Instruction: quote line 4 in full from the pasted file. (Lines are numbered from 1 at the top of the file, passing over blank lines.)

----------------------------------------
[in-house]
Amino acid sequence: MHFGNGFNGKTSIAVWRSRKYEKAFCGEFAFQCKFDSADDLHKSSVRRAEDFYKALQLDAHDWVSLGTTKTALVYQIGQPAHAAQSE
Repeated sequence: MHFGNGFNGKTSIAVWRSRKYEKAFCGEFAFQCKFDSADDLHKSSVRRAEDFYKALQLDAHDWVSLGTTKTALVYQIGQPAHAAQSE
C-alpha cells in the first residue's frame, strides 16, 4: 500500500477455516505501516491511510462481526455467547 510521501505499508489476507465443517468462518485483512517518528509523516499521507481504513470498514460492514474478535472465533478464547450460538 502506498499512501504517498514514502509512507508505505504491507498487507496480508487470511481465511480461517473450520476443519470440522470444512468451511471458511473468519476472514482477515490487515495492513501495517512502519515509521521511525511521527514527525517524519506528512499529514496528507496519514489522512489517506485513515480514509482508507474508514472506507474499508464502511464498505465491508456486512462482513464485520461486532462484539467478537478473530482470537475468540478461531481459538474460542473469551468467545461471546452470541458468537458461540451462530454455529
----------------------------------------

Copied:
C-alpha cells in the first residue's frame, strides 16, 4: 500500500477455516505501516491511510462481526455467547 510521501505499508489476507465443517468462518485483512517518528509523516499521507481504513470498514460492514474478535472465533478464547450460538 502506498499512501504517498514514502509512507508505505504491507498487507496480508487470511481465511480461517473450520476443519470440522470444512468451511471458511473468519476472514482477515490487515495492513501495517512502519515509521521511525511521527514527525517524519506528512499529514496528507496519514489522512489517506485513515480514509482508507474508514472506507474499508464502511464498505465491508456486512462482513464485520461486532462484539467478537478473530482470537475468540478461531481459538474460542473469551468467545461471546452470541458468537458461540451462530454455529